In his corner office at D.J. Simmons, a library of geology and oil and gas hardcover classics such as Twenhofel's "Principles of Sedimentation," L.L. Nettleton's "Geophysical Prospecting For Oil" and "Manual of Determinative Mineralogy with an Introduction on Blowpipe Analysis" by George Jarvis Brush stand guard beside oil samples from wells Geren drilled.

Rolled-up, yellowed maps Geren consulted and a stack of vintage copper-colored mineral sieves that he used in the field fill a corner of the office.

"He never did retire, per se," Byrom said. "When I'd go visit him at Namaste (House Assisted Living), he'd want to talk about work. He was 90 when he was still coming to work. He just loved it — loved D.J. Simmons and he loved the oil and gas business."

Geren never let any clouds gather or stresses linger, Byrom said.

A photograph of A.B. Geren in a red tie and suspenders working at his desk at D.J. Simmons is displayed on a computer on July 1.

"A.B. never let situations stop him," Byrom said. "He just would pick up and move ahead. It's a trait of oil men: if you're going to be in this business, you have to be an optimist because you end up with a lot of failure because it's a risky business. Sometimes, it helps to be almost irrationally optimistic. The saying of his that I will always take with me, the saying he got from his Uncle Jack, was, 'That's water over the wheel.' He was always positive. Always telling jokes."

Parkes said that Geren kept a plaque in his office that summed up his view of the boom and bust nature of the oil and gas business that read, "Tough times don't last; tough people do."

An avuncular leader, Geren was respected and loved by employees at D.J. Simmons and its subsidiary Twin Stars. They treated him and each other like family, Byrom said.

"A lot of people in other companies would help him," Byrom said. "The engineers at El Paso (Natural Gas Co.) would tell him how to frack a well, for example. People always seemed to want to work with him. And A.B. was always willing to extend his helping hand to others."

Bob Culpepper, former Farmington mayor and city councilman, and his wife, Mary Culpepper, also have fond memories of Geren.

The Culpeppers knew the Gerens for more than 20 years and often camped and traveled together. They said Geren was a true Southerner who embraced being a New Mexican and loved the outdoors.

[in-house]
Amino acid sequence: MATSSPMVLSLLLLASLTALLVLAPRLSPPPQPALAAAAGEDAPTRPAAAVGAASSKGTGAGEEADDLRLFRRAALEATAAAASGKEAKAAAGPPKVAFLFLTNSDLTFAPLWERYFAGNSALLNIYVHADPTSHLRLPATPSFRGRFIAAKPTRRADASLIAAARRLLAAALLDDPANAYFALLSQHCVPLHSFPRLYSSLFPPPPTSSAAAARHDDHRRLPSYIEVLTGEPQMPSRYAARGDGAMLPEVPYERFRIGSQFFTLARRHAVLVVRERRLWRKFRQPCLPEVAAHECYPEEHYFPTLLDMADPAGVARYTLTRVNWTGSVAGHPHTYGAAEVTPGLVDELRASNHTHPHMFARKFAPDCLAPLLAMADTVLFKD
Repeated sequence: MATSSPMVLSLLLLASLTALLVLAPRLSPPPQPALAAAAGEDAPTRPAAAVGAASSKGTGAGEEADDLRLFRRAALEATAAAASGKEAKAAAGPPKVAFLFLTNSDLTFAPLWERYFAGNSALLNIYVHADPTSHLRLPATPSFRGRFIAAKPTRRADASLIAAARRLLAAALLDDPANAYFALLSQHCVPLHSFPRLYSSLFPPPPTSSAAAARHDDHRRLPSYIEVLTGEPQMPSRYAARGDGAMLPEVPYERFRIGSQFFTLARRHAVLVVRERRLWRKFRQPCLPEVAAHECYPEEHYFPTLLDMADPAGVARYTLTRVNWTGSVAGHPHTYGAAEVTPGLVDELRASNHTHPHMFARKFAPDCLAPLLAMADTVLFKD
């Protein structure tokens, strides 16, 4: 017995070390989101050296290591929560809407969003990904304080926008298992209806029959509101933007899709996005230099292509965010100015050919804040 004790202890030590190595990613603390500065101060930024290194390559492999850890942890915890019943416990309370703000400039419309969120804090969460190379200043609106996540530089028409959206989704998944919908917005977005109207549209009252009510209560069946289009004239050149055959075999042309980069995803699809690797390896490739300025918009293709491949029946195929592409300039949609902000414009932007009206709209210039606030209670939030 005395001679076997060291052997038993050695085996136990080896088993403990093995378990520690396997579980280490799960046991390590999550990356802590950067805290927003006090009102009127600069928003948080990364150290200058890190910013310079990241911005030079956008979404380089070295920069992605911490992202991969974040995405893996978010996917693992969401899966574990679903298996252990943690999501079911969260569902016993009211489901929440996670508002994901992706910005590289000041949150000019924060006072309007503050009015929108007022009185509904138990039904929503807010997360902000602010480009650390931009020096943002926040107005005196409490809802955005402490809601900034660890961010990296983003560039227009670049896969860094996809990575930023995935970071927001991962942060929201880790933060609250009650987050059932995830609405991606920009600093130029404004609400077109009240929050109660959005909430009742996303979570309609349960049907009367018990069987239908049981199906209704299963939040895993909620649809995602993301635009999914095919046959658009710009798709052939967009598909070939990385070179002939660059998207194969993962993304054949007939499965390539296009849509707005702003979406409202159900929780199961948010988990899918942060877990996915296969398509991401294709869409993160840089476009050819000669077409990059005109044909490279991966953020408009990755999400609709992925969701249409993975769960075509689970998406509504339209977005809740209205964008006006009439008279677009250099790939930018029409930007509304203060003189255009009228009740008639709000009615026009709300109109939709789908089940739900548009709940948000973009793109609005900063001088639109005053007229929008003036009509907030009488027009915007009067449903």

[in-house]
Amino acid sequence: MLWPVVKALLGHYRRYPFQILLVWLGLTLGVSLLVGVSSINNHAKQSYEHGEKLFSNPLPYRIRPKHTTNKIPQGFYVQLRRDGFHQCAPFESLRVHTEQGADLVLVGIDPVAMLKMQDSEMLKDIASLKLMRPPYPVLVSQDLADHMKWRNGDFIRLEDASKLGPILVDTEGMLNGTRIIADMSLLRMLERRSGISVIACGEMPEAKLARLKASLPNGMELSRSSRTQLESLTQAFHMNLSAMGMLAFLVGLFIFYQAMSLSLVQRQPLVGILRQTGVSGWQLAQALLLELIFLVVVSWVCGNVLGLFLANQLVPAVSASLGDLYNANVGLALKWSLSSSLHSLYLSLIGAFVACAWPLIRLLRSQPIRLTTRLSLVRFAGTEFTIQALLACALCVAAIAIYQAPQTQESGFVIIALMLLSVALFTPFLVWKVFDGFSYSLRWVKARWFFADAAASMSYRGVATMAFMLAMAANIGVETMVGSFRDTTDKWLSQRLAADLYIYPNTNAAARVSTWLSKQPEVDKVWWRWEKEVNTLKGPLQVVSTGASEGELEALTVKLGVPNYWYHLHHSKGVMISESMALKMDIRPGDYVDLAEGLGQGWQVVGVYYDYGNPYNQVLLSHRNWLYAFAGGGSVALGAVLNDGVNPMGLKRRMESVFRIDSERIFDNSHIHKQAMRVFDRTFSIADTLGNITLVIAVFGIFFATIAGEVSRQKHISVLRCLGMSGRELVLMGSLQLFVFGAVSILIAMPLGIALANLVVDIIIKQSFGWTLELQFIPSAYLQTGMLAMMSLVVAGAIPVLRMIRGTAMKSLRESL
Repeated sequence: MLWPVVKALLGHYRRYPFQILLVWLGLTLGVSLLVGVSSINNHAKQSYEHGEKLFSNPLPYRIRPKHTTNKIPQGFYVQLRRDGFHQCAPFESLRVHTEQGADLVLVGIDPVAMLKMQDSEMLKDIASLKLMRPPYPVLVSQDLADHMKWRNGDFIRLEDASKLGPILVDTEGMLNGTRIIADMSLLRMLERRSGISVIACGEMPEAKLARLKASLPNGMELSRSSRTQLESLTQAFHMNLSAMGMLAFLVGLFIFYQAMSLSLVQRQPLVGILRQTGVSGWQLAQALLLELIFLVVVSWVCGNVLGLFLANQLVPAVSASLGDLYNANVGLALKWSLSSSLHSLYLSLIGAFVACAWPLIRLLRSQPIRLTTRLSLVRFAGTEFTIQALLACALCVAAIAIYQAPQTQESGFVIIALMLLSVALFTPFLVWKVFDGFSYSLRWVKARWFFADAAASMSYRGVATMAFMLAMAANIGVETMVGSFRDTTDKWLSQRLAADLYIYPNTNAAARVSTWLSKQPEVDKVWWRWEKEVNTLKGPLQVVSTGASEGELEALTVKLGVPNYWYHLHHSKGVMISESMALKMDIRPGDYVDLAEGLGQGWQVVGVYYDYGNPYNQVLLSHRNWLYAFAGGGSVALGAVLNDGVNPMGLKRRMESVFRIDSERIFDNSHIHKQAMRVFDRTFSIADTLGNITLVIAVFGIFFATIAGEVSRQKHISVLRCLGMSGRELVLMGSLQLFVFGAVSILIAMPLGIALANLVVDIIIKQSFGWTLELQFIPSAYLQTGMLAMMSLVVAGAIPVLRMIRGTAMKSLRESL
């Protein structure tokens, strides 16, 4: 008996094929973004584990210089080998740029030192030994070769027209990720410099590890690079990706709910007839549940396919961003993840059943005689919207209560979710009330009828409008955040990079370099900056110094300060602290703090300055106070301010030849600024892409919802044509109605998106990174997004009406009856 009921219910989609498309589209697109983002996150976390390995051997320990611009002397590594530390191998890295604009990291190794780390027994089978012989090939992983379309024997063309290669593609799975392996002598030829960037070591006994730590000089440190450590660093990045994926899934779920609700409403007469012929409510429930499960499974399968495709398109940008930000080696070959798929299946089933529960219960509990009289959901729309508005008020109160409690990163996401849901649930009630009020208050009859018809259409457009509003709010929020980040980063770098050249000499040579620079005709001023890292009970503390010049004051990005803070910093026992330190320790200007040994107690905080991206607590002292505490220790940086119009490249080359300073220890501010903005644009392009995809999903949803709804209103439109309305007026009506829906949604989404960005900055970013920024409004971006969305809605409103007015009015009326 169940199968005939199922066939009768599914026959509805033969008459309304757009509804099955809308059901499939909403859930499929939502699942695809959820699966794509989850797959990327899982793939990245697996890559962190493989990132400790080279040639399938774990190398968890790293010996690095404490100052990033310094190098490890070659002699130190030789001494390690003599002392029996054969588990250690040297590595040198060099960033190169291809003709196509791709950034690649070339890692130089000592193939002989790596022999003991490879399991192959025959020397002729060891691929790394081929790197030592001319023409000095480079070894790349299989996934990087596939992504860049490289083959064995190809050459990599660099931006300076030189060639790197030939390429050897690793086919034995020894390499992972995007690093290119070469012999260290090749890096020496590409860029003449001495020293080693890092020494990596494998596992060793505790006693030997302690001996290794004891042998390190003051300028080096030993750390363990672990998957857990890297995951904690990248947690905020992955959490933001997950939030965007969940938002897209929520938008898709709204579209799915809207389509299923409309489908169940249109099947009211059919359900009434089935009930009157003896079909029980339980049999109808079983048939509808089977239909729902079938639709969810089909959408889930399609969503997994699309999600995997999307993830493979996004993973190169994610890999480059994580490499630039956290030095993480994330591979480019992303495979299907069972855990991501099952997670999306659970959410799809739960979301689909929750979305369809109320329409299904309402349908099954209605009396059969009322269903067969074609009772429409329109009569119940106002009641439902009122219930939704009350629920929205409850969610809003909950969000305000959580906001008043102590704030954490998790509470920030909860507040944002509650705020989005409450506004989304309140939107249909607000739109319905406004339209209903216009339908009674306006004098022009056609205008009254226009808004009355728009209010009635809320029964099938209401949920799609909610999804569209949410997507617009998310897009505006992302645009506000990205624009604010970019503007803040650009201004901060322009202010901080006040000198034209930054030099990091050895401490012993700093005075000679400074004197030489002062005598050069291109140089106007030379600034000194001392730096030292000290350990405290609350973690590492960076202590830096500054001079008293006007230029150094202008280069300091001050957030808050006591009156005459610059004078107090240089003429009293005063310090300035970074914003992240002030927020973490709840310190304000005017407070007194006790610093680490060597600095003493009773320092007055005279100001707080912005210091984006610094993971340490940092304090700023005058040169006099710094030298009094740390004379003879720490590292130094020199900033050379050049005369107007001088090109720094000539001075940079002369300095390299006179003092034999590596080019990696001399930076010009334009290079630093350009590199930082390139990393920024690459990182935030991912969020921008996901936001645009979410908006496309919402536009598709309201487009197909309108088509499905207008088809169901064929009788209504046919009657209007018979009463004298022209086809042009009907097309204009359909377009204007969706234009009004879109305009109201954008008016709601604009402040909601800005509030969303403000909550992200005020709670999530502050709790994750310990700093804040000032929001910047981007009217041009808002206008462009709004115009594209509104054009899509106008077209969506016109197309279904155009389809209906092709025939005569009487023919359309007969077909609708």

"He was a great person," Bob Culpepper said. "He was pretty optimistic, and he was all southern gentile, a very nice man. A true gentleman."

Bill Hall, a retired Farmington optometrist and friend, said he and Geren sometimes went hunting together. Hall said he remembers Geren's great sense of humor and his being an "all-around great guy."

Geren was also involved in the community. He served as president of the Lions Club and was on boards for the San Juan Medical Foundation and the Four Corners Regional Airport.

D.J. Simmons Finance Officer Jeff Parkes and outgoing CEO John Byrom, not pictured, look over photos of A.B. Geren on July 1 at the offices of  D.J. Simmons in Farmington.

Oilman Tom Dugan arrived in Farmington the same year as Geren, and said he always considered him a friend.

In 2002, Dugan and geologist Emory Arnold published their book called “Gas,” which charts the area’s earliest exploration through four booms in one of the largest natural gas fields in the U.S.

Now 90, Dugan said he and Dorothy Winer, who helped edit "Gas," were at one time working on a biography of Geren.

"(Geren) ran his company really well," Dugan said. "He ran his company's leases well, and, for a long time, they were quite profitable, I'm sure. ... We weren't close friends, but we were friends. What little bit I worked with him, he was always good to work with. He was an outstanding guy and his story should be told."

A memorial to celebrate Geren's life is planned for 10:30 a.m. Aug. 12 at First Presbyterian Church, 865 N. Dustin Ave. in Farmington.

James Fenton is the business editor of The Daily Times. He can be reached at 505-564-4621.